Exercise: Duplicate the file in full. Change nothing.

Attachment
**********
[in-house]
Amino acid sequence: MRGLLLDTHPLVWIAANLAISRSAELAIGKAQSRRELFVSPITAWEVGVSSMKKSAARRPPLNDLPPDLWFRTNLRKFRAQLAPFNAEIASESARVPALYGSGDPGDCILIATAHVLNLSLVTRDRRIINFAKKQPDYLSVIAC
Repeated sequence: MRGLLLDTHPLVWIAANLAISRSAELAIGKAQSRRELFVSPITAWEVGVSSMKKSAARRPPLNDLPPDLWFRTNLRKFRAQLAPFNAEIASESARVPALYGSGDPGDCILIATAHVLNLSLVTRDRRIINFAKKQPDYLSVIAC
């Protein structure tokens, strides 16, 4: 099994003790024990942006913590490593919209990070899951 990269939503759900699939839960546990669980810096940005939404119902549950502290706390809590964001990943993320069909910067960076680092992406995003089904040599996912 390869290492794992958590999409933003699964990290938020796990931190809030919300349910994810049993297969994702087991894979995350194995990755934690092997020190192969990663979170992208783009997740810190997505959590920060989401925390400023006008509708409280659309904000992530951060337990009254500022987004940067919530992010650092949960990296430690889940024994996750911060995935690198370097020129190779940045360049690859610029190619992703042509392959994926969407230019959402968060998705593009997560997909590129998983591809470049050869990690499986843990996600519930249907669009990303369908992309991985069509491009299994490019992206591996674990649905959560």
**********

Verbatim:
[in-house]
Amino acid sequence: MRGLLLDTHPLVWIAANLAISRSAELAIGKAQSRRELFVSPITAWEVGVSSMKKSAARRPPLNDLPPDLWFRTNLRKFRAQLAPFNAEIASESARVPALYGSGDPGDCILIATAHVLNLSLVTRDRRIINFAKKQPDYLSVIAC
Repeated sequence: MRGLLLDTHPLVWIAANLAISRSAELAIGKAQSRRELFVSPITAWEVGVSSMKKSAARRPPLNDLPPDLWFRTNLRKFRAQLAPFNAEIASESARVPALYGSGDPGDCILIATAHVLNLSLVTRDRRIINFAKKQPDYLSVIAC
């Protein structure tokens, strides 16, 4: 099994003790024990942006913590490593919209990070899951 990269939503759900699939839960546990669980810096940005939404119902549950502290706390809590964001990943993320069909910067960076680092992406995003089904040599996912 390869290492794992958590999409933003699964990290938020796990931190809030919300349910994810049993297969994702087991894979995350194995990755934690092997020190192969990663979170992208783009997740810190997505959590920060989401925390400023006008509708409280659309904000992530951060337990009254500022987004940067919530992010650092949960990296430690889940024994996750911060995935690198370097020129190779940045360049690859610029190619992703042509392959994926969407230019959402968060998705593009997560997909590129998983591809470049050869990690499986843990996600519930249907669009990303369908992309991985069509491009299994490019992206591996674990649905959560």